The taritib must, moreover, be distinguished from other customary forms of conduct and sanction, that is, the adat and the kitab. Adat a Maranao, said Mednick, applies “to all forms of custom thought of as peculiarly Maranao and having the sanction of Maranao tradition,” which include those involving marriage, birth, death, conflict, etc. The Kitab refers almost to any aspect of Maranao culture. Strictly, speaking though, it has to do with forms of behaviour enjoined by the Qur’an, among them dietary instructions, manner of prayer, fasting, etc. Modifications of changes in the kitab are made through ijma or the reinterpretation of the Holy Book. These usually involve matters affecting inheritance, divorce, etc.
Although, the bangsa, salsillah, taritib and maratabat govern Maranao life. And it is also within the context of these social institutions that we must attempt to comprehend the social structure that obtains within the pat a pongampong a ranao. We refer to the relationship between the datu class, the sakop class and the bisaya or slave class. Mednick insists that the class system in Lanao is in a state of disappearance. This is certainly true if he is merely referring to the traditional class system. It has definitely suffered erosion as a result of external forces like the American colonial system and the present day arrangement imposed by the Philippine government. The slave system is virtually gone from the scene and classes similar to those in Luzon and the Visayas have emerged. But whatever these new emergent social classes are, we have to recognize that Maranao life possesses its own unique features. Islam is an essential part of this unique character. As we have noted earlier, Islam in its feudalized form has both reinforced and sanctioned the Maranao social structure and the entire way of life as well. Considering that the class system, claimed to have divine sanction, is practically interchangeable with the unjust system of unequal distribution of wealth, we can thus imagine the difficulty confronting any political organization that seeks to bring about revolutionary change.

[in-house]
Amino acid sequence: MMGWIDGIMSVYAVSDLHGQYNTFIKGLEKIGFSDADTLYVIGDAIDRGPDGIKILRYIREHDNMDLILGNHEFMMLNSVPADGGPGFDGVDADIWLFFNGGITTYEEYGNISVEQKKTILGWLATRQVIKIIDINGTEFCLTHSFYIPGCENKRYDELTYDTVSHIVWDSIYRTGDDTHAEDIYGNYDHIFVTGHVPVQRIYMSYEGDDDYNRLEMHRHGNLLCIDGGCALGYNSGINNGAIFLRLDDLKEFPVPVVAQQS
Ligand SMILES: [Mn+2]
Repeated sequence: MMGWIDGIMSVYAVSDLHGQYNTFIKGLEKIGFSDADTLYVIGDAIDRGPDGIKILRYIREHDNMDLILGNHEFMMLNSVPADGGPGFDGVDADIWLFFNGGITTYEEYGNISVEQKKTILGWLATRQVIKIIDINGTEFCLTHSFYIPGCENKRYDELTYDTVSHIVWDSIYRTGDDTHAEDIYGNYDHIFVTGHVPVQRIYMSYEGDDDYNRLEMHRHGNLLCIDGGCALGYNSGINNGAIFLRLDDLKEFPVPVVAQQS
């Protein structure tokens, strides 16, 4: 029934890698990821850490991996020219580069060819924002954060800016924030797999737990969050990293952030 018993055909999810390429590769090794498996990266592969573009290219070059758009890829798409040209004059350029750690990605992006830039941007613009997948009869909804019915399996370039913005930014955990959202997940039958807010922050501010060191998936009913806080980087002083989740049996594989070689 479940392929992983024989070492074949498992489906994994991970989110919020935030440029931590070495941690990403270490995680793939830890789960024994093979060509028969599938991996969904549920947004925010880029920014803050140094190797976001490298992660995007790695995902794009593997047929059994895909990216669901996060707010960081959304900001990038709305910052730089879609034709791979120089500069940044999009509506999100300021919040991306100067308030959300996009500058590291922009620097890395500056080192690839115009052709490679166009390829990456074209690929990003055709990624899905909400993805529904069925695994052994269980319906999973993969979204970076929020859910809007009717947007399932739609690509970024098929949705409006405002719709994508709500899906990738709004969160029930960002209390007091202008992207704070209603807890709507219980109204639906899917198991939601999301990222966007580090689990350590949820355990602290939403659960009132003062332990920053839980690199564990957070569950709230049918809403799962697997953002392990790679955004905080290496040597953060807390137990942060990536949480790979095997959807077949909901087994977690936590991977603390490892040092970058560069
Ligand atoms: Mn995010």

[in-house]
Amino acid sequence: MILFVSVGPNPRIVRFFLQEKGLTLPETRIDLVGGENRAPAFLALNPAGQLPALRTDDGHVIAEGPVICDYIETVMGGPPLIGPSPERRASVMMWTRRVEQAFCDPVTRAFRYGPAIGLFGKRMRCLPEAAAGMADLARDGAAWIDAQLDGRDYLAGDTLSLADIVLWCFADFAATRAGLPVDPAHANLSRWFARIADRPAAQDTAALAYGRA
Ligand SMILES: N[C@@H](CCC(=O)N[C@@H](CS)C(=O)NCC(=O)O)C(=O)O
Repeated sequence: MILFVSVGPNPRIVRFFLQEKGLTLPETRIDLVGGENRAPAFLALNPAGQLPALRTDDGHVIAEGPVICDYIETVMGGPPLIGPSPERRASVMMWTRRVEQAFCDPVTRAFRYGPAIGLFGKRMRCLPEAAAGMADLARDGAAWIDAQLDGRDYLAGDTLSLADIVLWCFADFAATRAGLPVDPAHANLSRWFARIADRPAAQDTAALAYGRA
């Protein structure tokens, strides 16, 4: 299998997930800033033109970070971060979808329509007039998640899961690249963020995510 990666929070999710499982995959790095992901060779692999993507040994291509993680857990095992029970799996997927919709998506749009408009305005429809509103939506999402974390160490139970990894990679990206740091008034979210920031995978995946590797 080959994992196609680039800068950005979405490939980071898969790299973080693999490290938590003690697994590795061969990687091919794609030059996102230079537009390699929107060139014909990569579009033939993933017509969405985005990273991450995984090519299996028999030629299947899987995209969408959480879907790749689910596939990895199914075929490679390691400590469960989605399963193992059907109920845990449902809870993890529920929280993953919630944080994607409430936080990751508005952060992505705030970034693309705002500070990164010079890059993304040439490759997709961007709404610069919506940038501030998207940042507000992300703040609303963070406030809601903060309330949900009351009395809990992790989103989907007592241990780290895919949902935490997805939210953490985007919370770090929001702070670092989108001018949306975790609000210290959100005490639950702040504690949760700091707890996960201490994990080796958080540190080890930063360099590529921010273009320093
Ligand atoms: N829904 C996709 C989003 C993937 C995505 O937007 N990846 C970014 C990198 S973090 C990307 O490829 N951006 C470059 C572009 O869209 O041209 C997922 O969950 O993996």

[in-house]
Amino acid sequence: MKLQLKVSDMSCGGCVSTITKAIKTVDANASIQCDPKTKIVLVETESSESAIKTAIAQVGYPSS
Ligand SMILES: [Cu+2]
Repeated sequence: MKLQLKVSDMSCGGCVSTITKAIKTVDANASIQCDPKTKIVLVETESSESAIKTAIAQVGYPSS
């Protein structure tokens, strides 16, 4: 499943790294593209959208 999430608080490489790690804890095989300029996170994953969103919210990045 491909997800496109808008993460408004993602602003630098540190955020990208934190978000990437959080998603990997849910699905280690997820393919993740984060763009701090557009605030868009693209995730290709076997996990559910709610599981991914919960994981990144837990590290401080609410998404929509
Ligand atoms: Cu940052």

We are not sure the pagan past, the social structure and Islam are combined in other parts of Moroland, but scattered reports and studies reveal a similarity with that of the Maranao. We can actually point to the datu or the clan system as a common denominator among all Moro groups.
How did the datu or clan system affect the MNLF struggle? From scattered reports and observations we can deduce that in the rise and fall of the MNLF-led struggle, the clan system certainly offered what we can call a built in mechanism against the forces of “Philippine colonialism”; it provided a natural mass base for the mujahideen. And on this stage, to a certain extent may be credited the meteoric rise of the struggle as well as its survival to the present. But President has proved himself “an enemy” to reckon with. Supported by the US government, he fought the Bangsamoro Army toe to toe. His foreign relations policy virtually cut off the MNLF’s conduit of foreign assistance, e.g. through border security agreements with Indonesia and Malaysia, through diplomatic agreements with select Middle East countries. Government agents worked on loyal Muslim datus to exert pressure on other datus who were supportive of the MNLF. The result was not only a split in the ranks of the MNLF, signalled by the emergence of the Bangsa Moro Liberation Organization in 1978, but also a change of stance on the part of Islamic countries from full support to the resolution of the conflict within the national sovereignty and territorial integrity of the Republic of the Philippines.
That the clan system cracked open and led to mass surrenders revealed unmistakably that the clan’s strength is also the MNLF’s soft belly, at least one of the major ones. And so the organization declined considerably. It seems now that one major; factor that can help its revival is its ability to rise above, transcend the clan structure and this certainly implies a redirection in their organization efforts, something that will rely more on the democratic forces, the poor among the Moros in general. It also means a re-assessment of Moro history, the role that Islam played in the process, also those of the Moro datus as compared to the broad masses. Then, perhaps, the MNLF could lead the struggle towards the genuine liberation of the broad masses of the Moro people, and not only from the external forces of oppression and exploitation but from those within the Moro society itself as well.
We can certainly imagine the problem involved if the step towards redirection is made. In the light of Qur’anic injunctions on poverty and justice, the MNLF may have to speak categorically against the datu or clan system. It means overhauling the clan system of relationships long held as sacred by tradition. It means questioning the very foundations of the various Moro communities. It means, as in the particularly case of Lanao, shaking the salsillah, the taritib, the bangsa, the very foundations of maratabat, and infusing these with concepts and theories that would go against the grain of tradition. The shockwaves such a move would create can be terrifying in magnitude. And yet it seems that such a move is inevitable on the part of the MNLF. And any Moro group for that matter which seeks to liberate the Moro people from its present state of oppression. (MindaViews is the opinion section of MindaNews. A peace specialist, Rudy Buhay Rodil is an active Mindanao historian and peace advocate)
TOMORROW: Relations with Other Lumad and Christian Populations